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Confirmed: Flammable Grenfell cladding not used on Jersey towers

Confirmed: Flammable Grenfell cladding not used on Jersey towers

Thursday 22 June 2017

Confirmed: Flammable Grenfell cladding not used on Jersey towers

Thursday 22 June 2017

Flammable cladding which helped spread fire at breakneck speed through the ill-fated Grenfell Tower has not been used on any high-rise social housing in Jersey, it has been confirmed.

Concerns have circulated among islanders and politicians over the safety of Jersey’s high-rise blocks in the week following the 24-storey blaze in north Kensington, which has left around 79 dead; but Housing Minister Anne Pryke, and government housing provider Andium Homes, announced on Tuesday that they were “confident” that current accommodation meets, "...the highest safety standards."

In response to a series of questions from Express, which were subsequently published on its website, Andium affirmed that construction of its buildings is subject to “strict quality control” and that materials used are regulated by Jersey Building Bye-Laws, based on UK rules.

Moreover, they confirmed that there would never be a trade-off between build costs and safety quality after Grenfell contractors were slammed for having opted for cheaper, more flammable aluminium composite cladding material instead of the fire retardant option to save just £2 per square metre.

high-rise flats andium towers

Pictured: High-rise social housing across St Helier and St Clements. (Google Maps)

“Under Andium Homes procurement procedures the Professional Design team dictate the specification for materials to be used. This specification is followed rigorously. We are therefore confident that the best materials are used and their selection is not based on price,” a spokesperson said.

The reassurance adds to that provided by Andium and members of the Fire Service, who last week knocked on more than 500 doors to provide support and fire safety guidance to shaken social high-rise renters.

At present, they’re entitled to mains and battery powered smoke detectors as minimum, which Andium said are, “…checked at change of tenancy, and replaced every ten years as part of a rolling maintenance programme”, while many properties also feature dry risers, emergency lighting and fire extinguishers and blankets.

But questions abounded in the States over whether the Minister would consider 'retrofitting' a sprinkler system to stem the blaze should the worst arise – a measure she did not commit to, claiming that there were arguments “both for and against.”

Video: The North Kensington building continued to smoke following an all-night blaze as dawn broke over London last week. (BBC Breakfast)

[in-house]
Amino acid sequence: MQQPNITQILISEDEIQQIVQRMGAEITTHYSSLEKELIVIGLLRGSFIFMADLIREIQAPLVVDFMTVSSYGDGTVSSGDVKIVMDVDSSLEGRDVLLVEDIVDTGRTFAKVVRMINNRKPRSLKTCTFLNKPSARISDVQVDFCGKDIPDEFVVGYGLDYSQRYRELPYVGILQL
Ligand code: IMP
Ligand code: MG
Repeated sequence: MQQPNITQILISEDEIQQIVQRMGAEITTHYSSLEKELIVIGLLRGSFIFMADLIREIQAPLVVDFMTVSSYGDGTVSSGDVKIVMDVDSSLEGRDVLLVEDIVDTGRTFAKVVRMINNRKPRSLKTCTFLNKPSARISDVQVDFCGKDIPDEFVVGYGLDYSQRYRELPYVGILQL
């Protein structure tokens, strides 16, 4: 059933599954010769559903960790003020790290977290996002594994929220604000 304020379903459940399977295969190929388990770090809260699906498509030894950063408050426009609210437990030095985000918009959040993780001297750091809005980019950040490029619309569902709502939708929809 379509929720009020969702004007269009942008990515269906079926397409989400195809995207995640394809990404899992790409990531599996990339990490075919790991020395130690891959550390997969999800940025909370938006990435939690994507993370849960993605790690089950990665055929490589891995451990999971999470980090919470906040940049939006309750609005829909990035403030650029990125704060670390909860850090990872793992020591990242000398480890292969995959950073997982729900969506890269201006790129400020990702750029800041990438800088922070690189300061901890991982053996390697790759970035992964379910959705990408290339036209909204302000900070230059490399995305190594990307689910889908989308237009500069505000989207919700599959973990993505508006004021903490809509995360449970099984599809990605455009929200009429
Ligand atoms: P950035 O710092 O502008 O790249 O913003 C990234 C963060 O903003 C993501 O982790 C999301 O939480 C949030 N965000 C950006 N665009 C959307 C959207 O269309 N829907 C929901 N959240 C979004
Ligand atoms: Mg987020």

While regular fire inspections – the latest of which was in the final quarter of 2016 – will continue to take place, the Minister announced a new ‘task force’ including representatives from Andium, Building Control, the Strategic Housing Unit and Fire Service, who will monitor the learning from the Grenfell tragedy and make amendments to States housing where necessary. Debuty Louise Doublet and Constable Simon Crowcroft, however, called for the private rental sector to be considered too.

In the wake of the fatal blaze, the UK government also came under attack for having failed to update access points for the tower - constructed in the 70s like many of Jersey’s high-rise blocks - with plans showing a single set of stairs for 120 flats across 24 floors.

A recently-published list of Jersey’s 11 towers shows that The Cedars – Andium’s tallest tower at 16 storeys – also has one staircase, but three access points and two lifts. 15-floor La Collette and Le Marais, meanwhile, have one staircase, two access points and two lifts. Four out of the 11 buildings have special firemen’s lifts, while only one – Hue Court – has two staircases.


Commenting on whether high-rise buildings are required to have multiple escape routes, Andium stated: “Building Byelaws… suggest that a single escape route from the flat entrance door is acceptable if the flat is situated in a storey served by a single common stair and every flat is separated from the common stair by a protected lobby or common corridor. Based on this there is no requirement to ensure multiple escape routes during refurbishment.

“Where Andium Homes are refurbishing high-rise properties, we now fully decant the building prior to major works commencing in order to mitigate any increased risks.”

Fire safety guidance for islanders living in high-rise blocks can be found here.

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